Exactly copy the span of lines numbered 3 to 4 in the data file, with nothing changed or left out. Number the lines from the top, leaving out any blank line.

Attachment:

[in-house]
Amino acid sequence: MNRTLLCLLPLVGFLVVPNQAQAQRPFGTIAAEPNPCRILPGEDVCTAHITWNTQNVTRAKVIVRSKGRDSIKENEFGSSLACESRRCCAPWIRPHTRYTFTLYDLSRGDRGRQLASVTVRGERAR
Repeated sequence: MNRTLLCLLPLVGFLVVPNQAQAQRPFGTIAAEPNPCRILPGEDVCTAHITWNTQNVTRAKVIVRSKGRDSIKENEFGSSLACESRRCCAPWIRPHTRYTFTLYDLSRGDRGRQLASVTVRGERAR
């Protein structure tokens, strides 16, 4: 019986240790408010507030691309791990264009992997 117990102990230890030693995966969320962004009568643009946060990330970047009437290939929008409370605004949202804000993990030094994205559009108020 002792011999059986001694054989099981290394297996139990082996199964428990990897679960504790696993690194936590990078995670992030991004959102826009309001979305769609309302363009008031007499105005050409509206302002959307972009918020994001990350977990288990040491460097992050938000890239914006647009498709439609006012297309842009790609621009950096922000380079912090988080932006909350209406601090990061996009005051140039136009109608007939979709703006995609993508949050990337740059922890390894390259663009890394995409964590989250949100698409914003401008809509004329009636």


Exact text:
Repeated sequence: MNRTLLCLLPLVGFLVVPNQAQAQRPFGTIAAEPNPCRILPGEDVCTAHITWNTQNVTRAKVIVRSKGRDSIKENEFGSSLACESRRCCAPWIRPHTRYTFTLYDLSRGDRGRQLASVTVRGERAR
């Protein structure tokens, strides 16, 4: 019986240790408010507030691309791990264009992997 117990102990230890030693995966969320962004009568643009946060990330970047009437290939929008409370605004949202804000993990030094994205559009108020 002792011999059986001694054989099981290394297996139990082996199964428990990897679960504790696993690194936590990078995670992030991004959102826009309001979305769609309302363009008031007499105005050409509206302002959307972009918020994001990350977990288990040491460097992050938000890239914006647009498709439609006012297309842009790609621009950096922000380079912090988080932006909350209406601090990061996009005051140039136009109608007939979709703006995609993508949050990337740059922890390894390259663009890394995409964590989250949100698409914003401008809509004329009636």